As featured on p. 218 of "Bloggers on the Bus," under the name "a MyDD blogger."

Monday, July 20, 2009

Wading Through The Concern Troll Maze

Nobody wants to kill health care reform. OK, I guess Bill Kristol does. But nobody else. They're just very concerned with the speed of the legislation, and some of the provisions and they just want to take the time, do it right, we can do it bay-bee.

You'd expect the RNC to weigh in on the side of the status quo. But Michael Steele is so clueless about the topic of health care that, as you can see from this compilation, he would probably be stumped if you asked him what a doctor does.

Later on, he didn't understand the individual mandate, only the central issue in the most intensely watched primary campaign in American history. He has found his metaphor, though, calling it a reckless and risky "experiment," both in his remarks and in this new ad, which I think makes the point that Barack Obama is experimenting on children.

Not really a new argument, nor is the idea that the new health care plan would "ration" care. Peter Orszag parries that nicely.

ORSZAG: This is the biggest canard that is floating throughout this debate. The fact of the matter is right now politicians and insurance companies are making decisions. We're saying we want doctors to be making decisions, and I think that will lead to a higher-quality, lower-cost system over time.

WALLACE: But when you say they're making decisions, they would be saying, you can have this treatment, you can't have that treatment.

ORSZAG: Do you think that politicians are currently rationing care, are insurance companies currently rationing care? There's no set of decisions that this commission would have that is not currently resting with either members of Congress or insurance companies.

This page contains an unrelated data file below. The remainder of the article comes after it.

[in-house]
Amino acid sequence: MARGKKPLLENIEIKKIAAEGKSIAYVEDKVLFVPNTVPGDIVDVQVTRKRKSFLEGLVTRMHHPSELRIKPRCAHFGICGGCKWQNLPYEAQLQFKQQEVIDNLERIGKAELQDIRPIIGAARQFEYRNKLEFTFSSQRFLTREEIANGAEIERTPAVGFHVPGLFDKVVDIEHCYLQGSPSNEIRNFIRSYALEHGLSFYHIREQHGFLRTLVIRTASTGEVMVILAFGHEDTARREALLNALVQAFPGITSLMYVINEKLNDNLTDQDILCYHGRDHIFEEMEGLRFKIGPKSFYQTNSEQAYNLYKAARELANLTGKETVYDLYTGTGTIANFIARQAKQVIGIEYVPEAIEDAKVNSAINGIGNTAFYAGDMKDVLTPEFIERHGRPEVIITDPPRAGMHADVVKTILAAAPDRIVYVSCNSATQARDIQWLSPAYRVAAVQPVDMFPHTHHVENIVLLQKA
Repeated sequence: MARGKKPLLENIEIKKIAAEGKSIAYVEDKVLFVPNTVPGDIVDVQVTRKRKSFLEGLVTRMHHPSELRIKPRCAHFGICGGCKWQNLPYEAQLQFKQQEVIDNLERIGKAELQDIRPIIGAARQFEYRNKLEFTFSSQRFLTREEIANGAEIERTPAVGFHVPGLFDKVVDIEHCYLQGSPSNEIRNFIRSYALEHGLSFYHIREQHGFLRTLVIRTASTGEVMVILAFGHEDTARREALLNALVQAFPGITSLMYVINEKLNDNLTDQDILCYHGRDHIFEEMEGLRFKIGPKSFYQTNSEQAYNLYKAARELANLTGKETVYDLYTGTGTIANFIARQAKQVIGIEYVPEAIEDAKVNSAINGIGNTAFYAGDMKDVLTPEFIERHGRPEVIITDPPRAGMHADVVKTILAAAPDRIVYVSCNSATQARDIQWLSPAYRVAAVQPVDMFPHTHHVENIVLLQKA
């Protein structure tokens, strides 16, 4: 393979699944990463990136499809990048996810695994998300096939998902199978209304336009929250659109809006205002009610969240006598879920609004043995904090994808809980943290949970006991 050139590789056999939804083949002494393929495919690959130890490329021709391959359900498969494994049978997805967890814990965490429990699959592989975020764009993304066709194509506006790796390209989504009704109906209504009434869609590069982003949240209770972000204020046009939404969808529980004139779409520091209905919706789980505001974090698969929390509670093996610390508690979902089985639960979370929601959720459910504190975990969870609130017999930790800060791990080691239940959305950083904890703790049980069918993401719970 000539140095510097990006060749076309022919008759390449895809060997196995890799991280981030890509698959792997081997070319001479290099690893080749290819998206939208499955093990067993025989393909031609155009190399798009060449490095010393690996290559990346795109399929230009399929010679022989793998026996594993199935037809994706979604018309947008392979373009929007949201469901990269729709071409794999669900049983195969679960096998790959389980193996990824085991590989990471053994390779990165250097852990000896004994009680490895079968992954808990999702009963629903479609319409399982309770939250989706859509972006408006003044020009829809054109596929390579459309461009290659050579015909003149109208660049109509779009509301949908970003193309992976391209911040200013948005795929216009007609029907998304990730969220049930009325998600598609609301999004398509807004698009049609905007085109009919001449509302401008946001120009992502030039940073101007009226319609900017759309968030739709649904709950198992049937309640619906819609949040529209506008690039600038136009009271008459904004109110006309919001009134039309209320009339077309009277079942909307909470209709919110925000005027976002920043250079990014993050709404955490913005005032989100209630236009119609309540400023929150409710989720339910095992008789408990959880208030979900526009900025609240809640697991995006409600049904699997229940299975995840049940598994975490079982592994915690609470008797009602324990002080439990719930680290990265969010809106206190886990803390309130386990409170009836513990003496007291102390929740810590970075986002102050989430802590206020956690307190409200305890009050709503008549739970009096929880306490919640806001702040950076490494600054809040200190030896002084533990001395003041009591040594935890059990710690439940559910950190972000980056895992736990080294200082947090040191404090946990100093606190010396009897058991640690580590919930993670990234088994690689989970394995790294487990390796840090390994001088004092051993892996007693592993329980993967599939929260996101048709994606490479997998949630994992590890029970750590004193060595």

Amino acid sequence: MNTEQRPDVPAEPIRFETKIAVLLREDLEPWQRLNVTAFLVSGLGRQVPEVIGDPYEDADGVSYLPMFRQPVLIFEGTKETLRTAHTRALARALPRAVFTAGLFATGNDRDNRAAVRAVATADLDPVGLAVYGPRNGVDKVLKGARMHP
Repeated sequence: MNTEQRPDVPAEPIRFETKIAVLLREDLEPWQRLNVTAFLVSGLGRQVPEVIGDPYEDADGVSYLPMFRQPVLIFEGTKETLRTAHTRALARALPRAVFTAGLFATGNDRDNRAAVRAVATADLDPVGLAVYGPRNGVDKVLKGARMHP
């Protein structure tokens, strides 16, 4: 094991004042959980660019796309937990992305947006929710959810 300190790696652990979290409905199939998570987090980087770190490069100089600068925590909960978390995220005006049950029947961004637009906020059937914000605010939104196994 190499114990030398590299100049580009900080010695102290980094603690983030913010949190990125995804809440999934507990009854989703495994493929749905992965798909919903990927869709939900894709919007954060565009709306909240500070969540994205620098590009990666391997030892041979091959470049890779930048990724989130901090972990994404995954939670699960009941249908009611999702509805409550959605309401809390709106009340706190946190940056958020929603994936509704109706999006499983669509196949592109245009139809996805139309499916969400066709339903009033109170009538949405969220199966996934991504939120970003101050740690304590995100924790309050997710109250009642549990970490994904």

WALLACE: So they would be rationing care.

ORSZAG: No! Because I don't think we're rationing care today, and similarly they would not be in the future. What they would be doing is setting reimbursement rates and moving towards a higher-quality system.

These arguments from the right are both silly and transparent. They are designed not to advance any debate about health care or create some alternative set of proposals. They are, as Orszag said on a different Sunday show, designed simply to kill any bill. They not only want to break health care, but break Obama, as Jim DeMint very clearly stated. Delay equals defeat in this case.

Which is why it's so disconcerting to see Democrats engage in the same tactics. For example, Gov. Brian Schweitzer of Montana criticized the expansion of Medicaid in the bill because it would leave an unfunded mandate for the states, but under the House bill, at least, the federal government picks up ALL of the costs for that expansion, at no cost to the states whatsoever. Schweitzer may consider this a slippery slope, and in that case, he should advocate for taking state participation out of Medicaid entirely. But instead, he's chipping away at Congress' bill, as are other governors of both parties, and eventually that tactic leads not to getting the policy right, but burying it.

If moderate Democrats have legitimate concerns with the bill, they have every opportunity to address them, but they seem more concerned with shooting arrows at it, which will only destroy the bill, and probably their political future as well.

But the question isn't whether Republicans understand the power of successful opposition. It's whether Democrats understand the dangers of failure. And that's most true for the Democrats who are most likely to weaken the effort: The Democrats who are cool to health-care reform because they fear the conservative tilt of their state are the Democrats who will lose their seats if Obama loses his momentum and the Democratic majority begins to lose on its major initiatives. Legislative defeats will not threaten Henry Waxman's seat. But it will imperil Mary Landrieu's. And Ben Nelson's.

Bill Kristol is right that defeating Obama's health-care plan is a first step for Republicans who want to pick off vulnerable Democrats in the 2010 midterms. But the converse is also true: Passing health-care reform is the first step for vulnerable Democrats who want to save their seats.

In the end, I'm not sure that those moderates really want universal health care. So they concern troll it and ask for delays and we eventually spend another couple decades with a broken system and no progress. I'm hopeful that isn't the case this time, as Obama steps to the front of this debate. But at this point, turning away from the sausage-making is probably best for my heart.

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